Nonstarters: this week's worst kickstarter video

"Mongolian beef".

San Francisco band "The Khans" made the offending video.

Kickstarter acts as a giant, low-risk dragon's den: a virtual boardroom where anyone can honk their ideas into the dark and see if they come back with money on them. Unlike the Den, however, there are no bollockings from Bannatyne, no garbled flipchart nighmares, and no brutal profitability criteria to satisfy - just the potential investor's sense of whimsy.

Some ideas turn out to be masterpieces that would otherwise have evaporated in a risk-averse economy. Others are creative endeavours that entice swarms of impulsive backers into territory no sane public or private body would consider.

Needless to say, these success stories are the tip of a decidedly iffy iceberg. Every plucky win wafts the smell of freshly baked money further into the internet, prompting a gold rush of would-be superstars, frustrated writers and post-pub entrepreneurs to try their luck. 

To rifle through this bag of offal with me, I invite you to switch on something I call "Failure Vision": activate the site’s "ending soon" filter, and cast your eye down the page looking for the most desperately stunted green progress bars. What emerges is a torrent of hopeless daydreams; mangled barks for charity growing faint and hoarse as they drift off the site with just a few dollars to their name.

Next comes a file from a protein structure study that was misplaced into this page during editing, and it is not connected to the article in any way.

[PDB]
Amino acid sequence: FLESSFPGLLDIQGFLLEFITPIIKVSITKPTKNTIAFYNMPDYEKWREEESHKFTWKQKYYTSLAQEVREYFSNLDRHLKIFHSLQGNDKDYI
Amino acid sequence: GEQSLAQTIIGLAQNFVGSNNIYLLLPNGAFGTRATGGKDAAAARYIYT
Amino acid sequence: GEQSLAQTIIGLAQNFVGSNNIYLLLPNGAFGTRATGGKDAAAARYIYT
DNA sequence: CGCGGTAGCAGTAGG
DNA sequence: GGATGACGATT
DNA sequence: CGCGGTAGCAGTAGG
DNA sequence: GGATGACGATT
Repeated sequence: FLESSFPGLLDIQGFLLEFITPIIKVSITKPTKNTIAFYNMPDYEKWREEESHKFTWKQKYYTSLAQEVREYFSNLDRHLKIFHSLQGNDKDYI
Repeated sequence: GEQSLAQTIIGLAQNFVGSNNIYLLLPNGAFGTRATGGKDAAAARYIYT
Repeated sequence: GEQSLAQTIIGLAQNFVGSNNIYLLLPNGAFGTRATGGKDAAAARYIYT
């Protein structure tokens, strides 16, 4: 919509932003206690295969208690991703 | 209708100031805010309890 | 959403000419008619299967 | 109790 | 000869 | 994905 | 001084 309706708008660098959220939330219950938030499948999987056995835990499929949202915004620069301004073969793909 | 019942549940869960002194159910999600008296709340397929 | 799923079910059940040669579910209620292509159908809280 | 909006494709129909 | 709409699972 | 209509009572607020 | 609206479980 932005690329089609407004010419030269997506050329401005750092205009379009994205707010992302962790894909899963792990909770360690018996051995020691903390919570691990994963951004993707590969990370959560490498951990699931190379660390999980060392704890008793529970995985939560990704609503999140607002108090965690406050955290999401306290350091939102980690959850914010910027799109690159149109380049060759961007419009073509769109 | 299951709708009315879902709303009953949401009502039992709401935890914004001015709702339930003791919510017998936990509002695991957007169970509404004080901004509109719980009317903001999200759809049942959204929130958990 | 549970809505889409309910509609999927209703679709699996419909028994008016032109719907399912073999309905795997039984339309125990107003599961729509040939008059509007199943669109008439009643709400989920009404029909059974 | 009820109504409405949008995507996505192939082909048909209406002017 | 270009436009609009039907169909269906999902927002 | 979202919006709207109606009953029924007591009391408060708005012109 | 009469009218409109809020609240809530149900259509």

Some, such as this man’s dream to publish a quarterly magazine containing only photographs of clouds taken in Southern Idaho, are thoroughly charming in their overestimation of the public appetite for the mundane.

Others, such as this frankly terrifying plea to fund a book detailing one woman’s obsession with the band Green Day (and, it transpires, accusing them of stealing her ideas along the way), are pitched with the sincere and unwavering belief that the world is waiting to share the author’s monomania.

Nevertheless, out of the mire of mediocrity, terrible judgement and marital aids made from human hair, some concepts rise gloriously and soar out of the failuresphere on wings of sheer Chutzpah; pitches so brazenly crap as to endear anyone with a few bucks to spare.

Meet the Khans, a band from San Francisco whose roaring, exclamatory passion for horde-era Mongolia was strong enough to blow away the funding target for their 7-inch vinyl without recourse to such dull tactics as comprehensible prose.